I've always loved fog. You have to, if you're going to enjoy life in Oregon's Willamette Valley, where I spent most of twenty years. Then, as now, I lived atop a hill. Autumn mornings often found our house perched upon a sunlit island with a sea of mist spread out below, pierced here and there by a shark fin of towering evergreen.
Our latest fog at In the Night Farm was accompanied by freezing temperatures that lingered for days and turned the world white with hoarfrost. Every branch and wire bristled with shards of ice, and seedheads drooped beneath the added weight.
I rode twenty miles on Sunday, shrouded in goretex and fleece and stillness. Aaruba's boots muffled his hoofbeats on the gravel. An occasional train whistle echoed weirdly. Unseen dogs barked from afar. Hardly a car passed. No one stirred outside the farmhouses whose yellow interiors glowed like nebulas in the mist.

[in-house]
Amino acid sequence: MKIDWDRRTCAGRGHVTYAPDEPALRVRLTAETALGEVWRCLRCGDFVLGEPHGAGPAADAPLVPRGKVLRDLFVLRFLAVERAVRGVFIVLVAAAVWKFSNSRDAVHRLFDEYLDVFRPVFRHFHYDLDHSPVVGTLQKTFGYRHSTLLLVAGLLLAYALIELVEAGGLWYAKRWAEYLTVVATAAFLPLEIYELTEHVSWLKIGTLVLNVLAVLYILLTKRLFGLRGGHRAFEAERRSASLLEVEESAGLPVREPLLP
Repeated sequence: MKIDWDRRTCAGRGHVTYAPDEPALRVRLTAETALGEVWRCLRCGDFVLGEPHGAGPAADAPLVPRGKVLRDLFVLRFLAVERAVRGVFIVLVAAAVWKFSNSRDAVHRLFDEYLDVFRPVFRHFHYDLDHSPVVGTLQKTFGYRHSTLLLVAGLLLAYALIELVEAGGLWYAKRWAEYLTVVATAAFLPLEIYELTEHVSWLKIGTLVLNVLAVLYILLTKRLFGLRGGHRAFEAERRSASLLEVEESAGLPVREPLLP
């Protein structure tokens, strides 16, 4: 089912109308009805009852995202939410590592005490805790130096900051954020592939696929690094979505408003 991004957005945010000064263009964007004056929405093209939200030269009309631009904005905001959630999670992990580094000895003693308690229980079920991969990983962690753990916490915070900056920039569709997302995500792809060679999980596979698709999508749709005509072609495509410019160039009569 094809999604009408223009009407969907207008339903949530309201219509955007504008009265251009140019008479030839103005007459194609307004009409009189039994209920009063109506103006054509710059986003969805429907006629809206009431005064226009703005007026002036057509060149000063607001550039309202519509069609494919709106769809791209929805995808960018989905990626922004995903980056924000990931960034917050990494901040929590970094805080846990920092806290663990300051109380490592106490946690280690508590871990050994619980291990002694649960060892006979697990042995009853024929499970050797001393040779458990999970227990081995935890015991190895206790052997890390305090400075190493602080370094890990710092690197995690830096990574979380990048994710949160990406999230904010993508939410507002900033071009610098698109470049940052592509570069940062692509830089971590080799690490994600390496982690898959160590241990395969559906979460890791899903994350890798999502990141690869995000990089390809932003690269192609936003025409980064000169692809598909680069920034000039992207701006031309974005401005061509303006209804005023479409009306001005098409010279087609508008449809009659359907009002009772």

I've lately been enraptured by Diana Gabaldon's Outlander series. It was easy, out there on the lonesome roads, to squint into the pale diffusion of daylight and believe in English soldiers on the moor near Culloden; to grip the reins, afraid; to take a ragged breath and canter on with ghosts in chill pursuit.
This is what I love about fog: It is imagination made tangible, vapor cupped in gentle hands, the world concealed, the mind released.
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